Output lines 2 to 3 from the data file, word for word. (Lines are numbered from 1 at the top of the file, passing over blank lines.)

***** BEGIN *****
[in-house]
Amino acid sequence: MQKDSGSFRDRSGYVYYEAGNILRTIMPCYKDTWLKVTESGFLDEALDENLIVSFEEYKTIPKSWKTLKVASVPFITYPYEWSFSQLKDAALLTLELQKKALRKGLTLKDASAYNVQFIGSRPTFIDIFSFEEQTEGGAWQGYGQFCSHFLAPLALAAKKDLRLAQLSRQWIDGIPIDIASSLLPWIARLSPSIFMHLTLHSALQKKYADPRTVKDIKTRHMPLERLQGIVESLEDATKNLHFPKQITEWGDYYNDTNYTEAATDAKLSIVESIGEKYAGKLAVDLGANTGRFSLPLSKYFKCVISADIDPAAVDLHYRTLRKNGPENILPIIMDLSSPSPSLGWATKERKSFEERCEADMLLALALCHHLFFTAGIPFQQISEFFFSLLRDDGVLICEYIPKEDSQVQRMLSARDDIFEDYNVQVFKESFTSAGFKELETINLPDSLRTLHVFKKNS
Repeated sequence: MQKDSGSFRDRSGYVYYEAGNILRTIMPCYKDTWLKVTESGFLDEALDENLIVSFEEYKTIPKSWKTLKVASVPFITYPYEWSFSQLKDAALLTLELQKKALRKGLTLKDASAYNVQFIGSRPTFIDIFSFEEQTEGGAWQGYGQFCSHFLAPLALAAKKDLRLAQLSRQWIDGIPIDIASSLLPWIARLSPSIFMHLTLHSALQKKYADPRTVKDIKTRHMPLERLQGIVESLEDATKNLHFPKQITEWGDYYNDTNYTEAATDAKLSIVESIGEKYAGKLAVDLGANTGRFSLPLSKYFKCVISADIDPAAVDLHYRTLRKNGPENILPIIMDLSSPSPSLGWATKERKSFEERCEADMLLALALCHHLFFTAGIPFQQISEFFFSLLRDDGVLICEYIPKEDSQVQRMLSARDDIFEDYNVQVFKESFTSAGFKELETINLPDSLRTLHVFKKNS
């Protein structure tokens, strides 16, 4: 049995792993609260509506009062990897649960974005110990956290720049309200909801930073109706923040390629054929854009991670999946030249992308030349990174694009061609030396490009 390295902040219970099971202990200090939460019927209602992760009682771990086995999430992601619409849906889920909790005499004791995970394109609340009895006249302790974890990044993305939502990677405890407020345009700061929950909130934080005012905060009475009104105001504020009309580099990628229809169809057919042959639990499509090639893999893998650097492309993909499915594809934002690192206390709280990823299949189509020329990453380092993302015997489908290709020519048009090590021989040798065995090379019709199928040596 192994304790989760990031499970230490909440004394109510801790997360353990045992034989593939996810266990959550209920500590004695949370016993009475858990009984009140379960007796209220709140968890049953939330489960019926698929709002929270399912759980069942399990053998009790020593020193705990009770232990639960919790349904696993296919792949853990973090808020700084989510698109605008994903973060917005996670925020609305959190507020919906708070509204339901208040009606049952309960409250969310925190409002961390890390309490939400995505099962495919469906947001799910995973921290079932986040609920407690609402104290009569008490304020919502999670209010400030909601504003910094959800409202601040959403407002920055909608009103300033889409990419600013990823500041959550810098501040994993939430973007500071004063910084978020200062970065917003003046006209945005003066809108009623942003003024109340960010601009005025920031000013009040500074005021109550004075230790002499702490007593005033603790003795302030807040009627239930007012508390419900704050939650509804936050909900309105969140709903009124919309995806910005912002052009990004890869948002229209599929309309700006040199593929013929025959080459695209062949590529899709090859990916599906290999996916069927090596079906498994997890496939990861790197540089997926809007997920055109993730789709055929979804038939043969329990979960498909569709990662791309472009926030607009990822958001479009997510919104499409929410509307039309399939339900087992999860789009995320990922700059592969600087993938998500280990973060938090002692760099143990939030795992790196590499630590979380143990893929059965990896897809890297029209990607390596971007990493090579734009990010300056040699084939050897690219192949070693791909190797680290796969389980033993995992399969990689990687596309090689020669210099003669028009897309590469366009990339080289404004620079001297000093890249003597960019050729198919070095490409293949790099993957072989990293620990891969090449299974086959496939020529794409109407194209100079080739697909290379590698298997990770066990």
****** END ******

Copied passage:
Amino acid sequence: MQKDSGSFRDRSGYVYYEAGNILRTIMPCYKDTWLKVTESGFLDEALDENLIVSFEEYKTIPKSWKTLKVASVPFITYPYEWSFSQLKDAALLTLELQKKALRKGLTLKDASAYNVQFIGSRPTFIDIFSFEEQTEGGAWQGYGQFCSHFLAPLALAAKKDLRLAQLSRQWIDGIPIDIASSLLPWIARLSPSIFMHLTLHSALQKKYADPRTVKDIKTRHMPLERLQGIVESLEDATKNLHFPKQITEWGDYYNDTNYTEAATDAKLSIVESIGEKYAGKLAVDLGANTGRFSLPLSKYFKCVISADIDPAAVDLHYRTLRKNGPENILPIIMDLSSPSPSLGWATKERKSFEERCEADMLLALALCHHLFFTAGIPFQQISEFFFSLLRDDGVLICEYIPKEDSQVQRMLSARDDIFEDYNVQVFKESFTSAGFKELETINLPDSLRTLHVFKKNS
Repeated sequence: MQKDSGSFRDRSGYVYYEAGNILRTIMPCYKDTWLKVTESGFLDEALDENLIVSFEEYKTIPKSWKTLKVASVPFITYPYEWSFSQLKDAALLTLELQKKALRKGLTLKDASAYNVQFIGSRPTFIDIFSFEEQTEGGAWQGYGQFCSHFLAPLALAAKKDLRLAQLSRQWIDGIPIDIASSLLPWIARLSPSIFMHLTLHSALQKKYADPRTVKDIKTRHMPLERLQGIVESLEDATKNLHFPKQITEWGDYYNDTNYTEAATDAKLSIVESIGEKYAGKLAVDLGANTGRFSLPLSKYFKCVISADIDPAAVDLHYRTLRKNGPENILPIIMDLSSPSPSLGWATKERKSFEERCEADMLLALALCHHLFFTAGIPFQQISEFFFSLLRDDGVLICEYIPKEDSQVQRMLSARDDIFEDYNVQVFKESFTSAGFKELETINLPDSLRTLHVFKKNS